Babak terakhir, The Birth a.k.a Suara Tangis Bayi, sudah menjelaskan bahwa Novi akan melahirkan di akhir film. Hebatnya, proses kelahirannya pun anti-mainstream. Setelah bertemu suaminya Umbu (Indra Birowo), Novi tidak mendapat perlakuan seperti yang ia harapkan. Umbu malah menuduhnya selingkuh, memukulnya dan meninggalkannya di jalanan. Novi pun jadi sandera Franz (Yoga Pratama) demi memaksa Marlina pulang membawa kepala Markus. Begitu Marlina pulang, Franz mengulangi kesalahan Markus dengan kembali memperkosa Marlina, tetapi kali ini nyawanya berakhir di tangan Novi.

Film ini, selain menjadi kritik pedas akan ketidakhadiran Pemerintah dan masyarakat akan nasib perempuan yang menjadi korban kekerasan seksual, juga meyakinkan kita bahwa dalam kondisi terdesak, perempuan bisa membalikkan fakta bahwa mereka adalah makhluk lemah yang butuh perlindungan lelaki. Kekerasan pada Marlina terjadi di depan jenazah suaminya, menunjukkan ketidakhadiran lelaki untuk melindunginya. Kekuatan visi pembuat film menjadikan film ini tangguh, kuat dan meyakinkan. Buat saya, ini salah satu film Indonesia terbaik tahun ini!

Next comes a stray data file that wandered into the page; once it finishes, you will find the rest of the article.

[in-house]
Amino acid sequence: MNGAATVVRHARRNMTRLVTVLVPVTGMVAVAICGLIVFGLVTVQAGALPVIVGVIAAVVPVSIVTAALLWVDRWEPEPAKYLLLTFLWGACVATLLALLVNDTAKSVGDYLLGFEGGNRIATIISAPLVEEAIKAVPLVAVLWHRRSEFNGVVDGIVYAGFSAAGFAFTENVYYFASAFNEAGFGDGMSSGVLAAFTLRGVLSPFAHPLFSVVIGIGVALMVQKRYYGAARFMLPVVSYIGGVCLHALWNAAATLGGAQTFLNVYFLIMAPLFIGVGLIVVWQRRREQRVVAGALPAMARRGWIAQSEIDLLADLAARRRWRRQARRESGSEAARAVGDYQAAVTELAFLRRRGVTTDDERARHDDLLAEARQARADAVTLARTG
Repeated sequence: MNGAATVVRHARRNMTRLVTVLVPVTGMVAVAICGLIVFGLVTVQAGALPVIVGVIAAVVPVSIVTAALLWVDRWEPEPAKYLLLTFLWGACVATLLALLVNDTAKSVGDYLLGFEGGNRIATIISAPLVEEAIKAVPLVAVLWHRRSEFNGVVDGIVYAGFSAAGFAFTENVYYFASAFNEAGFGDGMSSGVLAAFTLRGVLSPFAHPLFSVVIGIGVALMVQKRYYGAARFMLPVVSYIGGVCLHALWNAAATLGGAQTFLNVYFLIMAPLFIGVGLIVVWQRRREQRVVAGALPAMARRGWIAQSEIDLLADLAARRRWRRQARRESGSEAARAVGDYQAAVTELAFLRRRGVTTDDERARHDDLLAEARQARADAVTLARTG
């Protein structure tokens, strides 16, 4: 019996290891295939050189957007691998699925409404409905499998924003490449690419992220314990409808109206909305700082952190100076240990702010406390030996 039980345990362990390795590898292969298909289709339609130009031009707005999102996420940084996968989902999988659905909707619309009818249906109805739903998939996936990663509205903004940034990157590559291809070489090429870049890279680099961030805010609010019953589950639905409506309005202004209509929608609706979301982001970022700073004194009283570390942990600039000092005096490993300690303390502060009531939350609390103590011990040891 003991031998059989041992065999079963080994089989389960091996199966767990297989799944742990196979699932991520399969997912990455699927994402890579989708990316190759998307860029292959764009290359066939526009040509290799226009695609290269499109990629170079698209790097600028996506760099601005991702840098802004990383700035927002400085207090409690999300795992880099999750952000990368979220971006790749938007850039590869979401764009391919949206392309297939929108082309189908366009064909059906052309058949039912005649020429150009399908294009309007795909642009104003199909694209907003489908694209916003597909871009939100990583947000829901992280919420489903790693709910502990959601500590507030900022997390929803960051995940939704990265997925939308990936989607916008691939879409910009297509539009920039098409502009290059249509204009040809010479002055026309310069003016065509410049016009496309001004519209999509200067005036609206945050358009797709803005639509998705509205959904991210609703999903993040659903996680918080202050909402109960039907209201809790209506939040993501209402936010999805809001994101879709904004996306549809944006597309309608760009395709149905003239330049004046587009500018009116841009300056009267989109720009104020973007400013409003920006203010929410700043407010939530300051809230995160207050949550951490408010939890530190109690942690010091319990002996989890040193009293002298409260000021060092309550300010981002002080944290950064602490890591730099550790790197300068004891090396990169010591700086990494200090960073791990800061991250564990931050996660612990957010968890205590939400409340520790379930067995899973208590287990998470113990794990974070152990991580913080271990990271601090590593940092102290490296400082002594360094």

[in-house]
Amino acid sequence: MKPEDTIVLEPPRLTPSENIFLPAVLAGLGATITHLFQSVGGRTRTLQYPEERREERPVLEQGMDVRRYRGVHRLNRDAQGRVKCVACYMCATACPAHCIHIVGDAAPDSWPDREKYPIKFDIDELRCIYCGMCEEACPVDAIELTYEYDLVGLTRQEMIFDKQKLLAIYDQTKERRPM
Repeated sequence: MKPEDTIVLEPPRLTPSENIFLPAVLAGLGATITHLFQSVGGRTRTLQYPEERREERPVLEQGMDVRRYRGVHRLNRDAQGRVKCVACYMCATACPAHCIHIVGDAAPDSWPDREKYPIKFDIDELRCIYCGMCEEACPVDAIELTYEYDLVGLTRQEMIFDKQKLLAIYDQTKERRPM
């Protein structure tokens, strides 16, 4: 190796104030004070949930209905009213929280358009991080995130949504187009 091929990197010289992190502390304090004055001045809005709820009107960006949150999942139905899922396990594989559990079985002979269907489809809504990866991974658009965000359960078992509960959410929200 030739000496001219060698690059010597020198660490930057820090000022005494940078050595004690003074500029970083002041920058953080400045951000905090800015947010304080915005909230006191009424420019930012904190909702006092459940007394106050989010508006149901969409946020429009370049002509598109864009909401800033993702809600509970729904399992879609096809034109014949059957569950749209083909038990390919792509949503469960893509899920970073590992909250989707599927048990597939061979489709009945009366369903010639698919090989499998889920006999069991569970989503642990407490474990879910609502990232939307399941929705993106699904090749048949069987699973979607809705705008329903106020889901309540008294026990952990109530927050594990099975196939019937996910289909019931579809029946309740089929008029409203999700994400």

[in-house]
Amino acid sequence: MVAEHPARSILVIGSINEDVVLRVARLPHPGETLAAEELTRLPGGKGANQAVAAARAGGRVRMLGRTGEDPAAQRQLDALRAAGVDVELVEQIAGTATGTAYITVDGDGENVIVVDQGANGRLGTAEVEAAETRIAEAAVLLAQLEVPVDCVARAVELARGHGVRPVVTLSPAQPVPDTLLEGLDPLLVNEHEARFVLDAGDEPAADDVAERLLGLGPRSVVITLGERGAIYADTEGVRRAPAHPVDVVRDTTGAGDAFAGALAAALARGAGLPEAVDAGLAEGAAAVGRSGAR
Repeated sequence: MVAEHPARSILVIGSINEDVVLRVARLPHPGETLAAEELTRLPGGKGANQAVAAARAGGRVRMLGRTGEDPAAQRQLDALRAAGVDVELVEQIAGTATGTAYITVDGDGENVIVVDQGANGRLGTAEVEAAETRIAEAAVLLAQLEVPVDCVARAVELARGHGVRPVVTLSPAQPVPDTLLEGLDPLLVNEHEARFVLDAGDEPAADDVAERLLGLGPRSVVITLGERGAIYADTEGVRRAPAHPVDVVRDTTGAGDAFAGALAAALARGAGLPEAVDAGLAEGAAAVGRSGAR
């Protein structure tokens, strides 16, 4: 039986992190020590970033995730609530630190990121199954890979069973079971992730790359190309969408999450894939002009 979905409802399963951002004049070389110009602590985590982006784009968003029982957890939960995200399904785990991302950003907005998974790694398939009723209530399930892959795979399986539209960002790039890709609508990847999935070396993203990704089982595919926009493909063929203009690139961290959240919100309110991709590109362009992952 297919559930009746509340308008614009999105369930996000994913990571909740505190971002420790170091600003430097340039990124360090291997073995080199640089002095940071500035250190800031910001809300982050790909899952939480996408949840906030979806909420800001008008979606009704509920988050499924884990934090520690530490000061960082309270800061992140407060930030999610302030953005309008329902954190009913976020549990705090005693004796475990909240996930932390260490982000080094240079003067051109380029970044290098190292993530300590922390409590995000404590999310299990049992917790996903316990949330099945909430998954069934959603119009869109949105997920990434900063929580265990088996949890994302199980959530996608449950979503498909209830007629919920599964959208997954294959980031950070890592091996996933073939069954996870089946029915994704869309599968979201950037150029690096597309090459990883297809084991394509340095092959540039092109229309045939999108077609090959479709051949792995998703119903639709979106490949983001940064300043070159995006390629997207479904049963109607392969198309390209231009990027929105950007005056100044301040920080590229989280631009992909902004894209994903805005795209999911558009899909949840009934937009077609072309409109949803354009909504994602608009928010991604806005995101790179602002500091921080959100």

Justice League (2017): After Wonder Woman’s Glory, This Doesn’t Feel Right

Directed by: Zack Snyder | Produced by: Charles Roven, Deborah Snyder, Jon Berg, Geoff Johns | Screenplay by: Chris Terrio, Joss Whedon | Story by: Chris Terrio, Zack Snyder | Starring: Ben Affleck, Henry Cavill, Amy Adams, Gal Gadot, Ezra Miller, Jason Momoa, Ray Fisher, Jeremy Irons, Diane Lane, JK Simmons, Ciaran Hinds | Music by: Danny Elfman | Edited by: David Brenner, Richard Pearson, Martin Walsh | Cinematography: Fabian Wagner | Production Companies: DC Films, RatPac Entertainment, Atlas Entertainment, Cruel and Unusual Films | Distributed by: Warner Bros. Pictures | Official Website


In this era of Superhero movies get in and out our cinemas, you are liberally able to choose whatever genre you like the most. Because it’s different, totally different. It sets on several tones, one brings out the most fun of all, one sets on a darker tone, and one becomes the milestone for the whole superhero franchise. Superhero movies, as I can say, is an egalitarian way that tries to meet every fan expectation. Since every fan has his own expectation on their superhero, then it becomes so hard to meet their demand while also making a blast on box office.